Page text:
- None of which are good outcomes.
I think corporation tax is misleading, as companies don’t really pay it themselves.
- They key argument for retaining it is to dissuade individuals from incorporating to save tax.
- Which suggests that corporation tax should match basic rate income tax.
But even with no corporation tax, individuals would need to pay tax on any money they withdrew from their companies (as with pension pots today).
- So maybe we should just get rid of it altogether.
A second article looked at state ownership, in the context of Corbyn’s pledge to renationalise railways, energy companies and the post office.
- The Economist concluded that state ownership is a poor way to fix economic problems.
The argument for government control is two-fold:
1 — where there is a natural monopoly
- for example, national security
2 — where there is a market failure to provide universal access
- schools, hospitals and prisons — where private companies have an incentive to skim off the “best” clients and not serve the “worst” ones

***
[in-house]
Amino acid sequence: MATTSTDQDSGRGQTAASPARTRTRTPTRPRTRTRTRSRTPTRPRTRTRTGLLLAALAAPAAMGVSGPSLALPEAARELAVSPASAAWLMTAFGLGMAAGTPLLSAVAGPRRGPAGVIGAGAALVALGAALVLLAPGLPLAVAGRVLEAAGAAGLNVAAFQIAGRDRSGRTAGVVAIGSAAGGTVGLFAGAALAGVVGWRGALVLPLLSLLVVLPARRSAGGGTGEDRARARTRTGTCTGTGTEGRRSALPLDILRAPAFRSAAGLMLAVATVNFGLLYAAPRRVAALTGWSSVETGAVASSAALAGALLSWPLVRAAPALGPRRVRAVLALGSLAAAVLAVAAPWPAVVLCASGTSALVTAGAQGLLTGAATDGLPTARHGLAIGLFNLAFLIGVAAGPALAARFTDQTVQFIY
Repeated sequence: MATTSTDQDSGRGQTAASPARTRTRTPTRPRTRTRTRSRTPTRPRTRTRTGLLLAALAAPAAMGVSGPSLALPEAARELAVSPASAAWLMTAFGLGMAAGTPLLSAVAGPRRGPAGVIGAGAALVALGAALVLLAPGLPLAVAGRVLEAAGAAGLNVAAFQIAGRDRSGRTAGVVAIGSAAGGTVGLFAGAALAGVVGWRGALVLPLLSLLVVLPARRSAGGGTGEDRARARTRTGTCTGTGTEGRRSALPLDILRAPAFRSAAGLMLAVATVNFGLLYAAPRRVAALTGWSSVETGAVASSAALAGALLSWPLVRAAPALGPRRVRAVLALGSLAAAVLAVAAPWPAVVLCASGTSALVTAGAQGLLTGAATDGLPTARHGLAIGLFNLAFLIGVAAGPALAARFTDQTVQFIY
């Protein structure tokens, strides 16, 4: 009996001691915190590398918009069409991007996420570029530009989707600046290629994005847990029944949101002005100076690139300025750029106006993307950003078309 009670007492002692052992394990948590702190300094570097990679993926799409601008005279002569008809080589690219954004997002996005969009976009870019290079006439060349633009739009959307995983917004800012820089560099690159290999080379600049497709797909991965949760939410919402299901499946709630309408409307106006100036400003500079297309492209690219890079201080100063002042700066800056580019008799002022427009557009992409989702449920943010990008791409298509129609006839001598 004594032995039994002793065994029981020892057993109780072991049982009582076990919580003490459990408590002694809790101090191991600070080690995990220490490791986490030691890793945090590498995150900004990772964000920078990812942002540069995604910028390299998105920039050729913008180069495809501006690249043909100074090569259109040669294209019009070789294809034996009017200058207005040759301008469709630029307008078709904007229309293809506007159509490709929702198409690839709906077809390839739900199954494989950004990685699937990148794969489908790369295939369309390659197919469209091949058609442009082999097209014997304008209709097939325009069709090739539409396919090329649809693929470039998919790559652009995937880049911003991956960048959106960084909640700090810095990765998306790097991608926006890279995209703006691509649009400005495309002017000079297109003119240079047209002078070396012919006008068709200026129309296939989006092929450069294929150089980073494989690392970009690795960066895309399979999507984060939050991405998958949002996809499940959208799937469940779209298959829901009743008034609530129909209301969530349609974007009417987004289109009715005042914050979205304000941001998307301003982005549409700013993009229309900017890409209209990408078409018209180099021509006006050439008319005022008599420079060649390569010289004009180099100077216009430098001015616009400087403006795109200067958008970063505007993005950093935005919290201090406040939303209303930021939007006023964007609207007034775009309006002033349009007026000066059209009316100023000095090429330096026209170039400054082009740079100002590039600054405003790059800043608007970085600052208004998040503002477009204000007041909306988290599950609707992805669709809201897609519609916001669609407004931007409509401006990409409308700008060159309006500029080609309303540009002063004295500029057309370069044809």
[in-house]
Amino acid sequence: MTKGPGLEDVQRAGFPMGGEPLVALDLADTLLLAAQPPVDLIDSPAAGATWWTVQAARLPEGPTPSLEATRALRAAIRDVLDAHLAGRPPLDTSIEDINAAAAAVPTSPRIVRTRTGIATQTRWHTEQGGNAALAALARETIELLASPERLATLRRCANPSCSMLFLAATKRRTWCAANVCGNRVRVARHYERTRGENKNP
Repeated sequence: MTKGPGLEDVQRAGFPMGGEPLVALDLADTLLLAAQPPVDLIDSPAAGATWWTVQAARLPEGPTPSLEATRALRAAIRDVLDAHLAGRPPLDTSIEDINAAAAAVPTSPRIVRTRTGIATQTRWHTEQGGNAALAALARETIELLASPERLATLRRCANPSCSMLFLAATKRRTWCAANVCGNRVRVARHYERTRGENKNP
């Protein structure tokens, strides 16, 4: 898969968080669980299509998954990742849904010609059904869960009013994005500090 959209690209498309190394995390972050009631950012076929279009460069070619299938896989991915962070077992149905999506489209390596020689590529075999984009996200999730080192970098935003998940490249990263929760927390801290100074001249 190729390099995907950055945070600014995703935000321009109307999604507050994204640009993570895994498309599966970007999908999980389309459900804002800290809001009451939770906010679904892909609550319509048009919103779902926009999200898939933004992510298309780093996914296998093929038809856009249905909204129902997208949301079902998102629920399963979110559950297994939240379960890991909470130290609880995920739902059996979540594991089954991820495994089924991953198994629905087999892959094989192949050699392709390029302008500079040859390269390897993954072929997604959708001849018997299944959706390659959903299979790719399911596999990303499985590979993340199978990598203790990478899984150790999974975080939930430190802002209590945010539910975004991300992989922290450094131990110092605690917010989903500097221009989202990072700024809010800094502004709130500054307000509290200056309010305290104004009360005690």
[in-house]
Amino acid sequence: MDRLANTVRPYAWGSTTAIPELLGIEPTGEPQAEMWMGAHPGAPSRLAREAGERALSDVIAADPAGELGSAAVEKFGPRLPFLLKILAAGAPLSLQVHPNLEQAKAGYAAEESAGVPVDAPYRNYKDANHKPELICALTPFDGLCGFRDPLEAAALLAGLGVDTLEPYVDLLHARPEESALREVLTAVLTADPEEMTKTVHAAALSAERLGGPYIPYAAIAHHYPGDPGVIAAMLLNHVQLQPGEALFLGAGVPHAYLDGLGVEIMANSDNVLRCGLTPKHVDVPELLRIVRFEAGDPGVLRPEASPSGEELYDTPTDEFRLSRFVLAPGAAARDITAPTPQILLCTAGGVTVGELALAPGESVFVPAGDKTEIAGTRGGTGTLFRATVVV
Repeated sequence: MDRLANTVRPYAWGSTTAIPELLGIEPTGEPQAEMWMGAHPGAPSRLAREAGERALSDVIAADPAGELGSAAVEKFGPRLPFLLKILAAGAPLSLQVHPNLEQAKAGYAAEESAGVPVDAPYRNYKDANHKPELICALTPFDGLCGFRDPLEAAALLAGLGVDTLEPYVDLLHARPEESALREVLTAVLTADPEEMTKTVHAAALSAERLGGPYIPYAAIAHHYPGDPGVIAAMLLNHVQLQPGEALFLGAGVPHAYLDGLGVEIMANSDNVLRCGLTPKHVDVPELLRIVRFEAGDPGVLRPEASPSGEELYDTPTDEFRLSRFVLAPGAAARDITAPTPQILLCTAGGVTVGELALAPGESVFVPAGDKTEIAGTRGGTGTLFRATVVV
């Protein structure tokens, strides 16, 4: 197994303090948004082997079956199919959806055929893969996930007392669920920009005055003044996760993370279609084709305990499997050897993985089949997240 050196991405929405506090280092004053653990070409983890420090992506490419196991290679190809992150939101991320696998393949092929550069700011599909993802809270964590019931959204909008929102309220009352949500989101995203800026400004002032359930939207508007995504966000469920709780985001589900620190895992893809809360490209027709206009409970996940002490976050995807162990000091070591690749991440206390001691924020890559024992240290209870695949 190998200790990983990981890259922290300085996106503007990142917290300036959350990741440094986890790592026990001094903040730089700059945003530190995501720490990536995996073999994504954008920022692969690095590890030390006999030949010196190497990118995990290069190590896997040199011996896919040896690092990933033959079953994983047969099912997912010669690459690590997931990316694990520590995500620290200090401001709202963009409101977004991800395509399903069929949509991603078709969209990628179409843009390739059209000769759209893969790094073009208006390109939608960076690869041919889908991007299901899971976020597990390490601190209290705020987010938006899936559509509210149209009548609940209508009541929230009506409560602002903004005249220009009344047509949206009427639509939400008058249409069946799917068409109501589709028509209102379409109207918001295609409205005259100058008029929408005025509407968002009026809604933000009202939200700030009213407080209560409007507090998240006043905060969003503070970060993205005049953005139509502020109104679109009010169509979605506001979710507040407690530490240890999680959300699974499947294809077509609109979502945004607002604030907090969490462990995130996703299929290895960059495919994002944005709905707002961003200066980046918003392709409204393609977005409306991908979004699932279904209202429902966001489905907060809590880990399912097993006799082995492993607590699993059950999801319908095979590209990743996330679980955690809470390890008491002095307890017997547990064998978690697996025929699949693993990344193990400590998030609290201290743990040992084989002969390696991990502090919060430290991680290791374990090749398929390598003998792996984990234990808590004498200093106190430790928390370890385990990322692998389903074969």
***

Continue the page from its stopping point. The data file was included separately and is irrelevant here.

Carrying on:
The problem is that without competition, innovation doesn’t lead to greater efficiency.
- Nationalised firms gradually become sclerotic.
- They also run the risk of fostering corruption, and of favouring their workers over their customers.
Yet after the wave of privatisations in the 1980s, more recent dissatisfaction with the performance of private firms means that nationalisation is being looked at once more.
- Nationalisation usually leads to lower growth, but now growth is low in even the most capitalist countries.